Calling the need for more money "critical to the agency as it continues its reform efforts," Securities and Exchange Commission Chairman William Donaldson asked the U.S. House of Representatives yesterday for $913 million for fiscal year 2005, the most the Commission has ever asked for.

"I am committed to ensuring that these resources are utilized efficiently, and in a manner that will help the SEC address the most fundamental and immediate problems facing corporate America, the securities industry and our financial markets," Donaldson said.

Amid the scandals that have rocked the financial industry, Donaldson made reference to several compliance issues that tie in with the Commission’s need for funds. He said the Commission, which has hired 740 new people since 2002, must still fill vacancies. An ambitious new technology system and headquarters in Washington, would also have to be paid for, Donaldson said.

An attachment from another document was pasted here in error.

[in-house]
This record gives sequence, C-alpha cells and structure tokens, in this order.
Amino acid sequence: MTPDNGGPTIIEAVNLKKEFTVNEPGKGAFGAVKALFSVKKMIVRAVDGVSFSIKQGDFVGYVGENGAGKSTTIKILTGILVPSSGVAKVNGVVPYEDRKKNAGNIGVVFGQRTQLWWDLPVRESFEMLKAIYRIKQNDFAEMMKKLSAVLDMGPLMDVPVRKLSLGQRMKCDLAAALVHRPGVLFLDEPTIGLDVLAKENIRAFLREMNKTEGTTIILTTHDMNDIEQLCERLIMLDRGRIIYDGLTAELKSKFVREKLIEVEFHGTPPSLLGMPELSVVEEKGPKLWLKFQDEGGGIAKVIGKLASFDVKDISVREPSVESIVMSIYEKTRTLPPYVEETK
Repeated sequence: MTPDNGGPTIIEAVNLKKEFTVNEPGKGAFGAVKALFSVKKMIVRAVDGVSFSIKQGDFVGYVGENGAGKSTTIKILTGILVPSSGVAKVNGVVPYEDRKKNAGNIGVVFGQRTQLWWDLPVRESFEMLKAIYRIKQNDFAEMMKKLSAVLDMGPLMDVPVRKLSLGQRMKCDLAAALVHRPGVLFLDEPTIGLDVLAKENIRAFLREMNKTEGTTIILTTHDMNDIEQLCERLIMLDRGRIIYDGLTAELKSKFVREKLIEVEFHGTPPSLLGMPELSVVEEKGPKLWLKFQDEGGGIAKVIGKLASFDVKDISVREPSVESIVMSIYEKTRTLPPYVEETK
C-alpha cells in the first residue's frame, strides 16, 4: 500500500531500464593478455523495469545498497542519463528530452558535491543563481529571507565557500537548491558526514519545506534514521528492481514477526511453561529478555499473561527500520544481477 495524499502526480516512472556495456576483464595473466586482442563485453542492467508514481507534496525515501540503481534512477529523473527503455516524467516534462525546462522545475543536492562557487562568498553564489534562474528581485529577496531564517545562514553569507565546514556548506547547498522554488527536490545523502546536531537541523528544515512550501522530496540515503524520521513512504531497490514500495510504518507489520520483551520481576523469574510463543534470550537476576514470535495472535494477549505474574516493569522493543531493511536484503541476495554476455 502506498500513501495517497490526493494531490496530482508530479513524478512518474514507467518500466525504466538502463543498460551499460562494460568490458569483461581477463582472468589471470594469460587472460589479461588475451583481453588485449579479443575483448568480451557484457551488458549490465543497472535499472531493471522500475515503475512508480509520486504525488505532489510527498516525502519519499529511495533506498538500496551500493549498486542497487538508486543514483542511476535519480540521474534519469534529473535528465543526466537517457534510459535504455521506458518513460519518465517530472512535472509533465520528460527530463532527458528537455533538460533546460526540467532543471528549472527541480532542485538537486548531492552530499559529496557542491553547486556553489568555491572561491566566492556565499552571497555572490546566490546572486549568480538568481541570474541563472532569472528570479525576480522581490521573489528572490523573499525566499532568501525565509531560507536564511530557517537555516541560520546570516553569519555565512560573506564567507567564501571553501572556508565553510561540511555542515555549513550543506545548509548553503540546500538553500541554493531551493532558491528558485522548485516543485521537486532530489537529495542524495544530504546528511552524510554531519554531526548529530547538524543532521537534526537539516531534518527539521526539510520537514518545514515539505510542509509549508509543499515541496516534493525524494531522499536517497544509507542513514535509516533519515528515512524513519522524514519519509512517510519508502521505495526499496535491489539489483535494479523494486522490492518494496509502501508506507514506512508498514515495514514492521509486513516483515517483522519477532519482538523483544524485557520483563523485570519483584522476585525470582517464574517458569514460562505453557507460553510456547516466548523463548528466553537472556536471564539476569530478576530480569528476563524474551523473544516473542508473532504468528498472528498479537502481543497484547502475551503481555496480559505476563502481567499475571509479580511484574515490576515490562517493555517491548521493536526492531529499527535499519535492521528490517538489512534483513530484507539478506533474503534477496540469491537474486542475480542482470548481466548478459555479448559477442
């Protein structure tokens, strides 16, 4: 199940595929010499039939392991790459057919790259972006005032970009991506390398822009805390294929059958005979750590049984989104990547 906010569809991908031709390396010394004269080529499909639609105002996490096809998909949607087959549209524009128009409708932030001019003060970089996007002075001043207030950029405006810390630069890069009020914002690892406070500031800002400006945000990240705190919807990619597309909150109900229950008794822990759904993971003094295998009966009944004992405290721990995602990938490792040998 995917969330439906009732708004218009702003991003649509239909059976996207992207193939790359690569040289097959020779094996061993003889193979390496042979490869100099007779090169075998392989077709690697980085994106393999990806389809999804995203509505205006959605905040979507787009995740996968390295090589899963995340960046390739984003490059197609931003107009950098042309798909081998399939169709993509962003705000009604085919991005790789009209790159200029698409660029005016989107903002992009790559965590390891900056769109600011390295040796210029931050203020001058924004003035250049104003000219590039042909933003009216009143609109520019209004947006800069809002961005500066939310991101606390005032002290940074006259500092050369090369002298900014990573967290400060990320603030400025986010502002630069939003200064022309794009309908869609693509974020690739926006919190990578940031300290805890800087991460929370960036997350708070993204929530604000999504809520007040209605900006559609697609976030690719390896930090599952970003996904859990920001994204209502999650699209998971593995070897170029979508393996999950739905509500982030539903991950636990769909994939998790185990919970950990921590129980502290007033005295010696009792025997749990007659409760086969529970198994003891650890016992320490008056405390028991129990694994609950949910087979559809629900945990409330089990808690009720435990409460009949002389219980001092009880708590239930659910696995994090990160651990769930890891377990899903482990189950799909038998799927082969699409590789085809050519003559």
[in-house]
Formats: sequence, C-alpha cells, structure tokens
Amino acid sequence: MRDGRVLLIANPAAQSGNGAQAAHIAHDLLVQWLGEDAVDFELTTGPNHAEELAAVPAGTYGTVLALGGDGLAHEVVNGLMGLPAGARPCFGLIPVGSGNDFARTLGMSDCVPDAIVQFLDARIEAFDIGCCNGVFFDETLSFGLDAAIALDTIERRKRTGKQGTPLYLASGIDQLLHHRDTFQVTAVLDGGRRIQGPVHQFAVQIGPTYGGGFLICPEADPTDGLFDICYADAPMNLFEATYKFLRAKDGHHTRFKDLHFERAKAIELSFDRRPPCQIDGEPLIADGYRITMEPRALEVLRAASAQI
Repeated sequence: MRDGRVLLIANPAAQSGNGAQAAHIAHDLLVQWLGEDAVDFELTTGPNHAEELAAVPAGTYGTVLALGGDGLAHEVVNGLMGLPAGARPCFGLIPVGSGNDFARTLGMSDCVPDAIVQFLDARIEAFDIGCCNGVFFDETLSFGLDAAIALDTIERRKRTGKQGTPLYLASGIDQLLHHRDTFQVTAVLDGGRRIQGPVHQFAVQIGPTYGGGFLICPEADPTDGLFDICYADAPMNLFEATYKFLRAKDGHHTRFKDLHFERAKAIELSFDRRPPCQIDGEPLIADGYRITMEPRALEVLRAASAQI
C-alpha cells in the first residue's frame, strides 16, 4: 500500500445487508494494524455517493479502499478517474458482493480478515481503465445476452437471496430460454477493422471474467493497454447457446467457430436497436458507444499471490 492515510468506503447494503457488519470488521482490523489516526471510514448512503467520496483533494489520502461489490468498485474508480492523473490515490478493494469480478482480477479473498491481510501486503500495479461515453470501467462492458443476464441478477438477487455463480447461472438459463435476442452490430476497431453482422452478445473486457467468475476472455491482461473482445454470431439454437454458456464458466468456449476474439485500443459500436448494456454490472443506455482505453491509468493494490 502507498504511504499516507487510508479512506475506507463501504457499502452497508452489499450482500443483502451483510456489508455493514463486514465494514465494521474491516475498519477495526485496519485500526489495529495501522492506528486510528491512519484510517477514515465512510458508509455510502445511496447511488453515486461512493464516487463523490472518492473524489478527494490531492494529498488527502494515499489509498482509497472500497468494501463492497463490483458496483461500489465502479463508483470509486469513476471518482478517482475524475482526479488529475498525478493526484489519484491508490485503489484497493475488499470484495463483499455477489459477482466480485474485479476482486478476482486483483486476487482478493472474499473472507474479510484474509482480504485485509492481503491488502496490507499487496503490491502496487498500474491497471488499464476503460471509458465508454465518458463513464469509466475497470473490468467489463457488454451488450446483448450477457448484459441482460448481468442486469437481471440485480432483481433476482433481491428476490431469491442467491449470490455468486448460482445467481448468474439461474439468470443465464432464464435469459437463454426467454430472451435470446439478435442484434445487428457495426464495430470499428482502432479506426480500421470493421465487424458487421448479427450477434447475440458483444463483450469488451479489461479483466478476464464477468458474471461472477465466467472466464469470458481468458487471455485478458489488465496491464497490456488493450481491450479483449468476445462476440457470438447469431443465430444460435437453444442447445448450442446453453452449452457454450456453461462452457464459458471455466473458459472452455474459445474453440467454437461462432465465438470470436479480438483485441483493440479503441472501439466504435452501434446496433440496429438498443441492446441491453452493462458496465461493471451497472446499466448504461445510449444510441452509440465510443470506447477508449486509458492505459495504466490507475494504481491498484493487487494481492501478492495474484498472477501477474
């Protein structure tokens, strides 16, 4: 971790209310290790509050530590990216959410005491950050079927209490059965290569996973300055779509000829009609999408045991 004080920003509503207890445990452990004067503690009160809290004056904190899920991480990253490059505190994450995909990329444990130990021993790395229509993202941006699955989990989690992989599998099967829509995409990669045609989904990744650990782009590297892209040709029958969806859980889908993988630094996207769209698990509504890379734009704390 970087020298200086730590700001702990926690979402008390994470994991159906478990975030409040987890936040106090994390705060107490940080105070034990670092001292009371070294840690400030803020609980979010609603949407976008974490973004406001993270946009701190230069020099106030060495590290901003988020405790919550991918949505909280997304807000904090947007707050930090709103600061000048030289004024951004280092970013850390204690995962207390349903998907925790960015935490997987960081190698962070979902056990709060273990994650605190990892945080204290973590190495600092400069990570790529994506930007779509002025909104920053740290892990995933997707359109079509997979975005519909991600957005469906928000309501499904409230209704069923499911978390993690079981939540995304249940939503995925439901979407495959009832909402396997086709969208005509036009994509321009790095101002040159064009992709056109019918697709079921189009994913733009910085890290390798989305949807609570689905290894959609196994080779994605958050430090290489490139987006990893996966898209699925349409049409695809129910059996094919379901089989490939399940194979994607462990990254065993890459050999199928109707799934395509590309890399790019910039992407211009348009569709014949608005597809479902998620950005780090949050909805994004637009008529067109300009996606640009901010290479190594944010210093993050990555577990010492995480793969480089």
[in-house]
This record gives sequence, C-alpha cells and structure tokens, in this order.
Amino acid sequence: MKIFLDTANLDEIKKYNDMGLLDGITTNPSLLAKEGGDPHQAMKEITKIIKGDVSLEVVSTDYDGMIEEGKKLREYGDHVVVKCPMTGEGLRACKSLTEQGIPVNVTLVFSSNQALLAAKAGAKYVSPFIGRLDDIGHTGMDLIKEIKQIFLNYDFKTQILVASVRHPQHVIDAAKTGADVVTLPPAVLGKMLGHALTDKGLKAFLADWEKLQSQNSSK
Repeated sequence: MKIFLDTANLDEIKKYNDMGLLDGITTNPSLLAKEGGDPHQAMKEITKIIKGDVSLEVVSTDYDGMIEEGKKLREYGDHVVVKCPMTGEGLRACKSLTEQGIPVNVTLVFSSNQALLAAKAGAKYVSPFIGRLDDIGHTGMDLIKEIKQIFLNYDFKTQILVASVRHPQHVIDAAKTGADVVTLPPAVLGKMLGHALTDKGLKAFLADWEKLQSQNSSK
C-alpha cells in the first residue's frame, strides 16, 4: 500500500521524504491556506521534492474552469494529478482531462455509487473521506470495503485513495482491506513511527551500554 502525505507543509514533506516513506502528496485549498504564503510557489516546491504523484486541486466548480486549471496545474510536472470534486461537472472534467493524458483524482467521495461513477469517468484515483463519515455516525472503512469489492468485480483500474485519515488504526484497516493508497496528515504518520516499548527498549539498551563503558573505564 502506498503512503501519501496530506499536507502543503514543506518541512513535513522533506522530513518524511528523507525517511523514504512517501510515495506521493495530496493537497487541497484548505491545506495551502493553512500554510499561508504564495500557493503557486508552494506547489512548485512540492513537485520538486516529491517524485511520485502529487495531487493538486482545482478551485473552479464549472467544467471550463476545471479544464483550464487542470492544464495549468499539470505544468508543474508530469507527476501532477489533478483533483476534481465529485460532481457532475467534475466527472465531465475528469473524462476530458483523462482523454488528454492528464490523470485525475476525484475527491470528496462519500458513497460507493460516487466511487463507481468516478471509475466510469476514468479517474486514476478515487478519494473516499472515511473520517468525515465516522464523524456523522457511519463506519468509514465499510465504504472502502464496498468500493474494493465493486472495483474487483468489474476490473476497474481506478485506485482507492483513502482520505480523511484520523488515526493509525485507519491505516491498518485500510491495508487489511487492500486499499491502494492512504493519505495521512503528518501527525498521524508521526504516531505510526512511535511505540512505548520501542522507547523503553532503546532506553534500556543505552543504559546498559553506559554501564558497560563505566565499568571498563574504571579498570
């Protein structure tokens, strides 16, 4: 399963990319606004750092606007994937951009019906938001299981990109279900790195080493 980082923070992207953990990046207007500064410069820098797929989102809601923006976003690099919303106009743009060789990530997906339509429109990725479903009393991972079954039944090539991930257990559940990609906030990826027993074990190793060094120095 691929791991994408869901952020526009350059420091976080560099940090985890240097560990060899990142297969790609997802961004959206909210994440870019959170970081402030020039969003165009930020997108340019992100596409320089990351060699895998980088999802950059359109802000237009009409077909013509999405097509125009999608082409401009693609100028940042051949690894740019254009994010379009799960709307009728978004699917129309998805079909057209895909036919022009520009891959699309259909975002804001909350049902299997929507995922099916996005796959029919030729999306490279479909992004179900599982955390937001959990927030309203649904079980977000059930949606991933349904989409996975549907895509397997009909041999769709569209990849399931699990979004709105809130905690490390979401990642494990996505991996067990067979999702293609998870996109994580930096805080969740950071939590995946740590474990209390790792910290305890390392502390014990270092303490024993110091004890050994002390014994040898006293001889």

The chairman also spoke of the mutual fund scandal and of ways to control the booming hedge fund industry, saying, "As we continue to uncover and address revelations of wrongdoing that have shaken investor confidence – including the recent mutual fund scandals – the fiscal year 2005 resources we are requesting will be critical to responding to these challenges," the SEC Chairman said.

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